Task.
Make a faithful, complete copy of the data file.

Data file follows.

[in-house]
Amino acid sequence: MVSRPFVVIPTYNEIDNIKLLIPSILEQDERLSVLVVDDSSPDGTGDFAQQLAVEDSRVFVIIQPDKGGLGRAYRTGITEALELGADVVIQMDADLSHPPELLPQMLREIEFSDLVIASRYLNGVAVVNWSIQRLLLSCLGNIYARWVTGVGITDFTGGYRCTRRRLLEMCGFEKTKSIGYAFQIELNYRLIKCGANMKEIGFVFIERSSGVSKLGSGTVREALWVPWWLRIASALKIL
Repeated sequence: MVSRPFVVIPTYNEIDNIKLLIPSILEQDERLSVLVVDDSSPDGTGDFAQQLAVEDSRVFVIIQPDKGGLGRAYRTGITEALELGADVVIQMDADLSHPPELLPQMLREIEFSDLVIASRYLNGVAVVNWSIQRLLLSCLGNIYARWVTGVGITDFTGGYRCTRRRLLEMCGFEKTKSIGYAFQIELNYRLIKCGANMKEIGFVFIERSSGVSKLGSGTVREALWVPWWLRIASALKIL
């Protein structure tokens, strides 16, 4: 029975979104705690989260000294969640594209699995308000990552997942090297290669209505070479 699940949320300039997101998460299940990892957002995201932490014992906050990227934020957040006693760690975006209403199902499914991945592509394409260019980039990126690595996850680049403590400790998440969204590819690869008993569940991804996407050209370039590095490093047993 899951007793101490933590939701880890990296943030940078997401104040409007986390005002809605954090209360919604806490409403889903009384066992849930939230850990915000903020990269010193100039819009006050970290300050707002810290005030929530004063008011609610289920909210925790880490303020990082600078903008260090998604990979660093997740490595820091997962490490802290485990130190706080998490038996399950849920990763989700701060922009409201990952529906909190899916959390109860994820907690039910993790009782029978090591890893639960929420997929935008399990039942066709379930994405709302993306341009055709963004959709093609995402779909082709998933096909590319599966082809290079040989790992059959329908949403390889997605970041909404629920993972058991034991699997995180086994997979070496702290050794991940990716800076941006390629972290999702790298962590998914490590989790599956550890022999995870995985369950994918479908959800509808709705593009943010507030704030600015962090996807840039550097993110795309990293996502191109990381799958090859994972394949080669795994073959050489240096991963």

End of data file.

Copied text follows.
[in-house]
Amino acid sequence: MVSRPFVVIPTYNEIDNIKLLIPSILEQDERLSVLVVDDSSPDGTGDFAQQLAVEDSRVFVIIQPDKGGLGRAYRTGITEALELGADVVIQMDADLSHPPELLPQMLREIEFSDLVIASRYLNGVAVVNWSIQRLLLSCLGNIYARWVTGVGITDFTGGYRCTRRRLLEMCGFEKTKSIGYAFQIELNYRLIKCGANMKEIGFVFIERSSGVSKLGSGTVREALWVPWWLRIASALKIL
Repeated sequence: MVSRPFVVIPTYNEIDNIKLLIPSILEQDERLSVLVVDDSSPDGTGDFAQQLAVEDSRVFVIIQPDKGGLGRAYRTGITEALELGADVVIQMDADLSHPPELLPQMLREIEFSDLVIASRYLNGVAVVNWSIQRLLLSCLGNIYARWVTGVGITDFTGGYRCTRRRLLEMCGFEKTKSIGYAFQIELNYRLIKCGANMKEIGFVFIERSSGVSKLGSGTVREALWVPWWLRIASALKIL
């Protein structure tokens, strides 16, 4: 029975979104705690989260000294969640594209699995308000990552997942090297290669209505070479 699940949320300039997101998460299940990892957002995201932490014992906050990227934020957040006693760690975006209403199902499914991945592509394409260019980039990126690595996850680049403590400790998440969204590819690869008993569940991804996407050209370039590095490093047993 899951007793101490933590939701880890990296943030940078997401104040409007986390005002809605954090209360919604806490409403889903009384066992849930939230850990915000903020990269010193100039819009006050970290300050707002810290005030929530004063008011609610289920909210925790880490303020990082600078903008260090998604990979660093997740490595820091997962490490802290485990130190706080998490038996399950849920990763989700701060922009409201990952529906909190899916959390109860994820907690039910993790009782029978090591890893639960929420997929935008399990039942066709379930994405709302993306341009055709963004959709093609995402779909082709998933096909590319599966082809290079040989790992059959329908949403390889997605970041909404629920993972058991034991699997995180086994997979070496702290050794991940990716800076941006390629972290999702790298962590998914490590989790599956550890022999995870995985369950994918479908959800509808709705593009943010507030704030600015962090996807840039550097993110795309990293996502191109990381799958090859994972394949080669795994073959050489240096991963």